In another significant part of the opinion, the Court fully endorsed Judge Robart's reliance on patent pools rather than Motorola's historical license agreements, as more relevant indicators of the FRAND rate.  The Court noted that patent pools were similar enough to FRAND agreements and "mirrored the objectives of FRAND agreements, namely including advanced technology to create valuable standards, while at the same time ensuring widespread adoption" of the standards.  Motorola's past licenses, in contrast, were not probative because they either encompassed much more than the SEPs at issue here (which made it impossible "to isolate, or apportion the value" attributable to the SEPs), or they were formed under threat of litigation, which is inconsistent with the underlying purpose of FRAND commitments.  The Court noted that it "holds only that licenses should be considered when comparable; it does not in any respect impugn the district court's reasoning as to why the proffered licenses were not comparable."

Turning to the jury verdict, the Court found that Judge Robart's denial of Motorola's motion for judgment as a matter of law at the close of Microsoft's case-in-chief (and again at the conclusion of the trial) was proper.  According to the Court, the jury had sufficient evidence to find that Motorola breached its duty of good faith and fair dealing with respect to its FRAND obligations.  In reaching this finding, the Court noted the danger of and need to prevent patent hold-up by a SEP owner who refuses to license technology essential to practicing a standard unless the licensee pays exorbitant royalty rates.  The Court also held that a jury could have found that Motorola sought to leverage the "crippling consequences" of the injunction it attempted to obtain against Microsoft in order "to capture more than the value of its patents."  The Court observed that Motorola pursued injunctive relief even after it knew its suit against Microsoft could establish FRAND rates, meaning Motorola should have known that it could not show the irreparable harm necessary for injunctive relief.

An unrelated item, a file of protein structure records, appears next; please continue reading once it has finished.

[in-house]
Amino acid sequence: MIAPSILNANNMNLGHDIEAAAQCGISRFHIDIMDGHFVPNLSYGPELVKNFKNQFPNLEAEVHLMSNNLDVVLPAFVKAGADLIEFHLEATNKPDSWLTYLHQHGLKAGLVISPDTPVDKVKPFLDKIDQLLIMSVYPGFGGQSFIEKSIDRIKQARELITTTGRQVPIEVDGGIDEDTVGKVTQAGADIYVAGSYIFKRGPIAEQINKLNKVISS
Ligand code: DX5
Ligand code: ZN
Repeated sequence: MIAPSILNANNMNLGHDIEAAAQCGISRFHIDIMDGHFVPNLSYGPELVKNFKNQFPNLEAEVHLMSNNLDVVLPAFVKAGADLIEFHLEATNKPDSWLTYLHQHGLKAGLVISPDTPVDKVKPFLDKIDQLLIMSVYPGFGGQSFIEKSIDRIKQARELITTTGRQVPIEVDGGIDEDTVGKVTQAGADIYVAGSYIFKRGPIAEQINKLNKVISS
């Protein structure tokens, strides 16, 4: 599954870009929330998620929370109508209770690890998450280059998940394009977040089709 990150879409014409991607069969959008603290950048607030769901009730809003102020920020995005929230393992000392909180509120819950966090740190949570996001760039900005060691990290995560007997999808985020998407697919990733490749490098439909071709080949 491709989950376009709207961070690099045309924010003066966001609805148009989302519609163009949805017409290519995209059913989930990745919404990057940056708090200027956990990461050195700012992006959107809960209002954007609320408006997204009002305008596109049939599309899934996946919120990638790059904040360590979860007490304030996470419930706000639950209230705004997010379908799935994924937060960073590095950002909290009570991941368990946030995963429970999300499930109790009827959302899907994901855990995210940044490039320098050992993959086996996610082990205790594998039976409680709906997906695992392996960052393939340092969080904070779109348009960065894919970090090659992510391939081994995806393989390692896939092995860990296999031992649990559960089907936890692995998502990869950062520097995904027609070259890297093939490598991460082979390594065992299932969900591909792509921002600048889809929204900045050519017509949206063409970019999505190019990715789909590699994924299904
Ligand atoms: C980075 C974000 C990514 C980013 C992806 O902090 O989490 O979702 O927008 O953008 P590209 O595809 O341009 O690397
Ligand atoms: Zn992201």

Finally, in affirming the award of damages for Microsoft's attorneys' fees to defend against Motorola's pursuit of an injunction, the Court concluded that Motorola's Noerr-Pennington/First Amendment defense was inapplicable to suits for breach of contract because a FRAND commitment amounts to a voluntary waiver of the right to seek injunctive relief in certain circumstances.  The Court also emphasized that awarding attorneys' fees under the circumstances would decrease the risk of patent hold-up by encouraging SEP owners to negotiate FRAND licenses rather than seek injunctions.

Implications of the Opinion for Future FRAND Disputes

Some portions of the Ninth Circuit's decision, such as jurisdiction and the right to a jury trial, are unique to the underlying factual circumstances of this particular dispute.  But there are several key takeaways that SEP owners and potential licensees should be mindful of in future FRAND disputes:

  1. The Court has provided an endorsed framework for determining FRAND royalties.  Judge Robart's modified use of the Georgia-Pacific factors for calculating FRAND-encumbered SEP royalty rates, which was earlier cited with approval by the Federal Circuit in its Ericsson decision, has now been endorsed by two Courts of Appeals.  As such, that modified framework is likely to be the primary benchmark going forward in judicial determinations of FRAND royalty rates in patent infringement and FRAND licensing disputes.